The summer is coming to an end, and with it, my time traveling with the Making in Michigan team to rural libraries in Michigan to hold professional development workshops for librarians and educators. It has been a long and fruitful summer for me. The overwhelming feeling I have from this time is that I am so thankful to all of the amazing librarians I met this summer, who invited us into their spaces and shared their experiences with us. I learned so much from them and definitely gained some insight into perspectives that library school doesn’t give me access to. The passion and the energy that so many librarians and library workers bring to their work, who will fight to give their communities the best resources and programming, was frankly inspiring. I hope to be able to carry over that same passion into my own work.
Often when we talk about innovative and important library programming, we look to the big libraries – Chicago, New York, Ann Arbor, Sacramento, and the like – but what have learned this summer is that, those those institutions are doing good work as well, we are missing out on a big opportunity by not looking closer at the smaller libraries that have less resources. The programs I saw there were innovative and accessible, more so than many of the programs at larger libraries. I think that we in library school fall into the assumption that excess breeds innovation, but I think it’s quite the opposite. Excess can produce innovation, but scarcity demands it.
So that’s what I want to leave this internship with – a fire in my soul and a grateful heart. Thank you to every one of the people who came out to our workshops and shared their talents and thoughts with us. And thank you to the Making in Michigan Team for letting me be part of it for this short time in my life. The lessons I have learned here will definitely affect how I approach my career from this moment on, and all for the better.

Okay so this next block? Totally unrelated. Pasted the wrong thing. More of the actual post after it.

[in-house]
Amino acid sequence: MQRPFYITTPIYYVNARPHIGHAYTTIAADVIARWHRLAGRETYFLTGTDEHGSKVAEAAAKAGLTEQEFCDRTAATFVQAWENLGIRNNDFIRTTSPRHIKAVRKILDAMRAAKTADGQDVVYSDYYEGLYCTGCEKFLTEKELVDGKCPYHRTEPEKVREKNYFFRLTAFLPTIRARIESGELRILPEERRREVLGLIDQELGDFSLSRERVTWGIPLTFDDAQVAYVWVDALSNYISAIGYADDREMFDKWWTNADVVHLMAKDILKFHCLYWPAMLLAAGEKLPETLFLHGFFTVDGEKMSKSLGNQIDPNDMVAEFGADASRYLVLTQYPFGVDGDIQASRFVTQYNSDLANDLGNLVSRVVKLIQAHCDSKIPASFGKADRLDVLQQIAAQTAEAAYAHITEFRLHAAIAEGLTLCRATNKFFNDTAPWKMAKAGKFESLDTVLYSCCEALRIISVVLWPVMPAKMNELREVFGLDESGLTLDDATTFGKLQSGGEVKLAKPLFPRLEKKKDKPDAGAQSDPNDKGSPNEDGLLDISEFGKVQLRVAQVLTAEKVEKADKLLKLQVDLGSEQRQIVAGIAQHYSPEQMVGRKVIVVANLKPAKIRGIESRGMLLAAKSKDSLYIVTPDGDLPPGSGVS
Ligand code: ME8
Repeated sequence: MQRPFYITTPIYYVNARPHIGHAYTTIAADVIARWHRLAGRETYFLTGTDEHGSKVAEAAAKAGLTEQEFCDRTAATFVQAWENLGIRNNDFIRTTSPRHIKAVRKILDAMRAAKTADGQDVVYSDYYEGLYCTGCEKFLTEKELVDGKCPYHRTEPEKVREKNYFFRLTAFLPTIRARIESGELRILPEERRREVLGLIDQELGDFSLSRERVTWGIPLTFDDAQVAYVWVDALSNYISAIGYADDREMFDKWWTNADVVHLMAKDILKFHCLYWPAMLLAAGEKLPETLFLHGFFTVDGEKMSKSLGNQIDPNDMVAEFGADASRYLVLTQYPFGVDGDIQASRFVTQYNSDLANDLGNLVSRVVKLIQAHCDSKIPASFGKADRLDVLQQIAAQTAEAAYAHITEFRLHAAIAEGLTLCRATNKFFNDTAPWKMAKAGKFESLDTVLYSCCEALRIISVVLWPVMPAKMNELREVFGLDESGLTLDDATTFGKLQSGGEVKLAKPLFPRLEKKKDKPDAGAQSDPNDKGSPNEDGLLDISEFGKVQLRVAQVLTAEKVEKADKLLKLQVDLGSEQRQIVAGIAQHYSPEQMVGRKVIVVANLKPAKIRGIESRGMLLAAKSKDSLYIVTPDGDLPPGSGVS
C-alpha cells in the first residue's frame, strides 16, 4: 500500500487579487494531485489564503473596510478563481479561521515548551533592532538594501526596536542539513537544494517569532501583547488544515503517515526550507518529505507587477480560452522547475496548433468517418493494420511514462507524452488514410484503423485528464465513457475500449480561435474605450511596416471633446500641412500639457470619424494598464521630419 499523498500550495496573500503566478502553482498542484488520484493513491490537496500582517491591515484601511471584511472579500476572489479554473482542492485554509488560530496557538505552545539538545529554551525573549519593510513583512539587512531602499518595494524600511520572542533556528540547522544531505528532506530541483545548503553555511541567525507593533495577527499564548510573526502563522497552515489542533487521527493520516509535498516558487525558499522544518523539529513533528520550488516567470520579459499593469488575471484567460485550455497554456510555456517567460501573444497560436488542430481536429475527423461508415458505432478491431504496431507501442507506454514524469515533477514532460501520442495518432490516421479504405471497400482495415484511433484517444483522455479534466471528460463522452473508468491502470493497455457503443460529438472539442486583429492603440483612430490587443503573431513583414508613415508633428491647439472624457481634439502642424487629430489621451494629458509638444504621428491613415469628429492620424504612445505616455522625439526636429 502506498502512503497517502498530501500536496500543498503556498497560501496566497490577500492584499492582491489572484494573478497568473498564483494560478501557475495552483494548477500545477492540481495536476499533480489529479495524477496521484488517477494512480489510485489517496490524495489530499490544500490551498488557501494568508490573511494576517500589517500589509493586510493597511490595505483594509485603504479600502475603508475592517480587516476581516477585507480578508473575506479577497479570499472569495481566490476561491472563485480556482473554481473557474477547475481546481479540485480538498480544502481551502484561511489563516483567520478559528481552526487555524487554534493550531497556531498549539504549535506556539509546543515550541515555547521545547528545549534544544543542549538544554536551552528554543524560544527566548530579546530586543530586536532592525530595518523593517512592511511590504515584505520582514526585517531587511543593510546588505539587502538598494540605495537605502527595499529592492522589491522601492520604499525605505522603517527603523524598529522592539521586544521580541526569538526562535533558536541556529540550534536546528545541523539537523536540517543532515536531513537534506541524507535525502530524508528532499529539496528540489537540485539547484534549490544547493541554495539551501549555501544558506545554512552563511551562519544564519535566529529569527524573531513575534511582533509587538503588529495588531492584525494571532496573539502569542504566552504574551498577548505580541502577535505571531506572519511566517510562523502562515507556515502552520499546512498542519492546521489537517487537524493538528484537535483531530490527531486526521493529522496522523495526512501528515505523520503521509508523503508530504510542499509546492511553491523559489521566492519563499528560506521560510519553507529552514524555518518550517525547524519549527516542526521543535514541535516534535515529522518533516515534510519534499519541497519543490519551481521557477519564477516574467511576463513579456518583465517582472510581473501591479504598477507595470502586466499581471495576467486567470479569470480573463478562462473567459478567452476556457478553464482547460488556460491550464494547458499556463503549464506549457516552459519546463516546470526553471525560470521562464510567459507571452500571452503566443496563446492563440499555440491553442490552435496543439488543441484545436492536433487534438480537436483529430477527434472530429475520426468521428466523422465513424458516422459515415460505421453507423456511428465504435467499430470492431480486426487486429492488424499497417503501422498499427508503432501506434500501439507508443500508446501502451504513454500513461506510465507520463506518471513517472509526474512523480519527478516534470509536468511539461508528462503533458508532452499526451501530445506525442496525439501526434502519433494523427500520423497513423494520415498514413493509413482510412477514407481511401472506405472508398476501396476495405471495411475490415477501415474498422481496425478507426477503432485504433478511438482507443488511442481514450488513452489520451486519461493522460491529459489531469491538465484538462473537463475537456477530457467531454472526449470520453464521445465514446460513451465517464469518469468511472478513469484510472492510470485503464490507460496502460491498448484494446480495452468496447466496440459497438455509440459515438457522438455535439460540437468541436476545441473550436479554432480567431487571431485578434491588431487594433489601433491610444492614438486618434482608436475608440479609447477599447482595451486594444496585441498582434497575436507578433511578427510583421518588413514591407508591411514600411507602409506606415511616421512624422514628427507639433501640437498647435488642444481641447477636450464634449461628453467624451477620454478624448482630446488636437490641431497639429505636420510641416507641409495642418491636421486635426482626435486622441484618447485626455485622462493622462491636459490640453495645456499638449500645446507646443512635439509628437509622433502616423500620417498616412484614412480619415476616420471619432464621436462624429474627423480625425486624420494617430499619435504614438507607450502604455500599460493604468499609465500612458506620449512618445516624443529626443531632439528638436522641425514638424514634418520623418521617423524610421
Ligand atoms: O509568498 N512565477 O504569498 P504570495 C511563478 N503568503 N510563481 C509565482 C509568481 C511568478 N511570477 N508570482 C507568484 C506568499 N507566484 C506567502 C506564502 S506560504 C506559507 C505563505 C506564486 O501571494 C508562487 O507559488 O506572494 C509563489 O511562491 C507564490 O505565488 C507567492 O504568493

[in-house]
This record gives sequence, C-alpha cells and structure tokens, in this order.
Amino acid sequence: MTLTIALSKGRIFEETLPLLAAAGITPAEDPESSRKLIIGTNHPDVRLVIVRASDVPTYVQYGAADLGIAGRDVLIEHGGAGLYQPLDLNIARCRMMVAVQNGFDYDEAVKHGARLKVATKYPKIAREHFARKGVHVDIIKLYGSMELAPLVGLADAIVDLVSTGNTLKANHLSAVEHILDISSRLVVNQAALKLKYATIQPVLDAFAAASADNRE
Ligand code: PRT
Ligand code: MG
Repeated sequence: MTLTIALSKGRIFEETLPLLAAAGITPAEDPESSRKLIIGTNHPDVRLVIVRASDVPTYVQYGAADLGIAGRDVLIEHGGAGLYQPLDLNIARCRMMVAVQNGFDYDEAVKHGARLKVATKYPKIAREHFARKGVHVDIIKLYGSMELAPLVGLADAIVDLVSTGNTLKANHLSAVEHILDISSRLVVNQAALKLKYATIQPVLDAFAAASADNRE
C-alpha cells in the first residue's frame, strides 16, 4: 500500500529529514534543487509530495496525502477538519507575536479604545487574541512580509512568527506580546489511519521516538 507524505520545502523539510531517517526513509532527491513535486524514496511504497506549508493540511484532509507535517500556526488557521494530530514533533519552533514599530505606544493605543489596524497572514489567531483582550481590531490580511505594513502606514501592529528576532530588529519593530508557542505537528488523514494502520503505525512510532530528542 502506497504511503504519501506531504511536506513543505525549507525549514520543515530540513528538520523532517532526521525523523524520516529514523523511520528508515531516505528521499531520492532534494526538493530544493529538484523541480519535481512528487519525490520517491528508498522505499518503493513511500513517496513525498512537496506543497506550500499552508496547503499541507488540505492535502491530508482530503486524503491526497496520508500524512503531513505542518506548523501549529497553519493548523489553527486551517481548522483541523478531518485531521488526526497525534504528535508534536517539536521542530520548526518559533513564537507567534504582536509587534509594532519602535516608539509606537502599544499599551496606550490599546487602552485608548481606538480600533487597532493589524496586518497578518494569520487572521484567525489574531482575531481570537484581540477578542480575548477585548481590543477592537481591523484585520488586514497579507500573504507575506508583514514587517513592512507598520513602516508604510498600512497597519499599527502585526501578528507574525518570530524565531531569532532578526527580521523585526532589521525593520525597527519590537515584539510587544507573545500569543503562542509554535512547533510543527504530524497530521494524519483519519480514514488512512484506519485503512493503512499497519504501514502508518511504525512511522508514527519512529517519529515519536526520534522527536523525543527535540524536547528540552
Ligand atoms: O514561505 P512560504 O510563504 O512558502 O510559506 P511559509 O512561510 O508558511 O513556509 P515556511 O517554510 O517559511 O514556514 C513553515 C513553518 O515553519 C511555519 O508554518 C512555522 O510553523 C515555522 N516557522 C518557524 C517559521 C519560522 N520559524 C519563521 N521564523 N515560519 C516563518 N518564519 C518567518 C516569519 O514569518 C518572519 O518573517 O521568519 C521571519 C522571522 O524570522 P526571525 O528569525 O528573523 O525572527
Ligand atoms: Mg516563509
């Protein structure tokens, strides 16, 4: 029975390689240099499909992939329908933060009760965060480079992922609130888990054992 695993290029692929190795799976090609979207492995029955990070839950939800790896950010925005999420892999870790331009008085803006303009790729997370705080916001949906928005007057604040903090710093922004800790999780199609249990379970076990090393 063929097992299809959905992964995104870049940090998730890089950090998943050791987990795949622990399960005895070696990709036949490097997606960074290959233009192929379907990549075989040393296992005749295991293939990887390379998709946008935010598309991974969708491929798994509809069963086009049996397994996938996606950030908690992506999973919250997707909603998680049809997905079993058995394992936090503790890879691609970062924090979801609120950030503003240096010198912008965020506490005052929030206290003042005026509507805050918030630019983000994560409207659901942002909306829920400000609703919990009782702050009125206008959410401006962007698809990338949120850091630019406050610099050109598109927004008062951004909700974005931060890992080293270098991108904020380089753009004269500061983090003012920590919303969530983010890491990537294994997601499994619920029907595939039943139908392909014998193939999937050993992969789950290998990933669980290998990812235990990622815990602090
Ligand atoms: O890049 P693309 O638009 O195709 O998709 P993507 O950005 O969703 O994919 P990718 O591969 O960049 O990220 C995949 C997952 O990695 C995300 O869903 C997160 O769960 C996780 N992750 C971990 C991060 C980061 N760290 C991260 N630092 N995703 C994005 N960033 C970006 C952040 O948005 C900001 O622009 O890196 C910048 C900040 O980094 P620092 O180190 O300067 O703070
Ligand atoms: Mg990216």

We had a great time in Benzonia this week!
The first day we had our Making Makers Learning: Intro to the Maker Movement workshop, with some great discussion!
The second day we had our Selling Handmade Goods Online workshop, where we discussed the business end of craft businesses, followed by our Fashion Hacking workshop. It was really great to see the diverse projects that people made during our fashion hacking time, and people really went out of their way to help each other, it was a great workshop!
That evening we hosted a Maker Fest open to the public and had stations such as glass etching, button making, paper puppets, and crochet. It was great to see the kiddos engaged and enjoying themselves with all of the activities!
The next day we wrapped up with our Gaining Financial Support workshop and a Maker Idea Swap, where we had a great discussion about the successes and challenges of Maker programming.
Thanks to everyone at the Benzonia Public Library for hosting us and to everyone who attended for their thoughtful contributions! Have a good fall everyone!
Our final workshop in lovely Alpena was for Selling Handmade Goods Online. It was so nice to have such an engaged audience who had such excellent questions!
We began by talking about how to find potential sellers in your area, and what libraries can offer to budding entrepreneurs.
We went on to cover the basics of branding and everyone got to have a bit of fun with learning the basics of photographing objects for sale!
We then talked about different sites that patrons can use to sell items online, such as Etsy, Society 6, and Smashwords.
Thanks again to everyone who came out! The materials for this workshop can be found here, and if you are interested in any of our events happening in the next couple months around the state, they can be found here.
What a fun day for fashion hacking! We started out the day making some t-shirt bags with pockets sewn in them, followed by some very thoughtful conversation on the pros and cons of sew versus no-sew programs – it was great to hear so many well-thought-out ideas about the benefits of each!
After talking a bit about the reasons why fashion hacking is important, we went to talk about all the different things that people can make with a t-shirt – from kid’s capes to yarn, to a skirt, and beyond!
We also broke out our silhouette cutter to let people try out the silhouettes as stencils for fabric paints!
Our final big activity was refashioning men’s button-down shirts. So many creative things were made! Skirts and aprons, a hat, and a pillow among them!
Thanks to everyone who came out today, we had a great time and, as always, it’s such fun to be able to see what ideas people come up with. The materials, including the presentation and links to outside resources, can be found here. If you are interested in our events, you can sign up for them here.